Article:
Low trust in government tech regulation fuels consumer doubt about GMOs, gene editing

I am not a science experiment

Trust in governance is at an all-time low. Experts trace a first major decline in trust back to the 1970s, corresponding with rising worries about what is today referred to as the Great Acceleration. More recently, global incidents like the financial crisis have continued to erode trust in governments and institutions.

The trend of declining trust is exemplified and amplified in the context of technology governance. Consider gene editing, self-driving cars, or data security and data protection by the large social media players. Besides the technologies themselves, it is the rules, procedures, market access requirements and regulatory institutions – in other words, the governance of these technologies – that is perceived to have already failed ….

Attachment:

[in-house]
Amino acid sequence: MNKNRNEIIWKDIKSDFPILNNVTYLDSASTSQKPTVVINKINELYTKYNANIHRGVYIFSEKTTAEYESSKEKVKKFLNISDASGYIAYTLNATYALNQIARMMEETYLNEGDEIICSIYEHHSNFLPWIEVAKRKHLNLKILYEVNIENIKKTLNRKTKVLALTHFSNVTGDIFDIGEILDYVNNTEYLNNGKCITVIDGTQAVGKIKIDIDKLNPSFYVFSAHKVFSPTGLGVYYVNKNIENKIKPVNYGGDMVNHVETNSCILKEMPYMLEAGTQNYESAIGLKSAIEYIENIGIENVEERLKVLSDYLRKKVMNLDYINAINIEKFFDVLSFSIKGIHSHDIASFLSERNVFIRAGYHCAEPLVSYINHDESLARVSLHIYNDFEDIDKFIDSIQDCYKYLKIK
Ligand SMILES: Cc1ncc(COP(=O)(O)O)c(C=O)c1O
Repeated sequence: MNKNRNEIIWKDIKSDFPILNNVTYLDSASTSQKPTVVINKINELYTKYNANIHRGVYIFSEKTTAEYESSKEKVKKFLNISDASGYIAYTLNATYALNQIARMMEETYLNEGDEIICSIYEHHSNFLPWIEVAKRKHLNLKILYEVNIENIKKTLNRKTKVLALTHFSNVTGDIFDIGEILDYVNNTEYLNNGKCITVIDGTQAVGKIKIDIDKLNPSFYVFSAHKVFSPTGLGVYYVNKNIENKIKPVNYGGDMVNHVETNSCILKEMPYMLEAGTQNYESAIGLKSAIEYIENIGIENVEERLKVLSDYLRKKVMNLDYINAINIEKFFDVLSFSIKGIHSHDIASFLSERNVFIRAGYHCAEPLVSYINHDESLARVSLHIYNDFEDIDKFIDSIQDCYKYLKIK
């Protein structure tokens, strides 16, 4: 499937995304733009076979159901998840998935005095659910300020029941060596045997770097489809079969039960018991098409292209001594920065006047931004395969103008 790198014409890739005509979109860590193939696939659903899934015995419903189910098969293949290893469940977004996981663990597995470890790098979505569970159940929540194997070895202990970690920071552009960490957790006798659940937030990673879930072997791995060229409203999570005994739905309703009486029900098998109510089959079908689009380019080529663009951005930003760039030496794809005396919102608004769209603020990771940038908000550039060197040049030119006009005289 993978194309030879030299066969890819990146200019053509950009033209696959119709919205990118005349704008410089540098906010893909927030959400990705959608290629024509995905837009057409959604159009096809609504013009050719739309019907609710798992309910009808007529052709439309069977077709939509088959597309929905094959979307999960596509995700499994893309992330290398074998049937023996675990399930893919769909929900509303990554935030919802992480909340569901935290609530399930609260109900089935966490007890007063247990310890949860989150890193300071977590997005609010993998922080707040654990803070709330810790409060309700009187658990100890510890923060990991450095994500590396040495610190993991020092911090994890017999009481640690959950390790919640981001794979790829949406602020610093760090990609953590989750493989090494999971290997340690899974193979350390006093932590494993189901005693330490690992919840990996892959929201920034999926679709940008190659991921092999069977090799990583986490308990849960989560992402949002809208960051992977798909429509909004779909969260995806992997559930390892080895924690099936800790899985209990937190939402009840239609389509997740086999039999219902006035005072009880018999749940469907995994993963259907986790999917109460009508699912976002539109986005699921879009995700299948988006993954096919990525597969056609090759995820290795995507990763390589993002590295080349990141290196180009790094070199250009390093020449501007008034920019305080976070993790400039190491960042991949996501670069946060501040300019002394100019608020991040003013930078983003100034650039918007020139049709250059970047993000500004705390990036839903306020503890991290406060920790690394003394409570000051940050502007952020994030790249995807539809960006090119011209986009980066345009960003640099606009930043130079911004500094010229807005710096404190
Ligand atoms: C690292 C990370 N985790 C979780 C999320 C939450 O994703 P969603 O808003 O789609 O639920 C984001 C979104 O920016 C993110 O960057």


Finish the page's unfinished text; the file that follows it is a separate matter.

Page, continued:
Related article:  How one farmer and his family convinced a fearful skeptic that GMOs are safe

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Some innovations and technologies of the Fourth Industrial Revolution – smartphones, for example – receive a near unanimous positive reception. Others – such as genetically modified organisms (GMO) – face hostility, even rejection. In both cases, the role of governance goes beyond ensuring human health and environmental sustainability. “Whether or not I like the technology, I know I can trust those in government who are in charge of deciding over its safe use and application” is what governance strives to achieve.

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Read full, original article: 3 ways to rebuild trust in how we regulate technology

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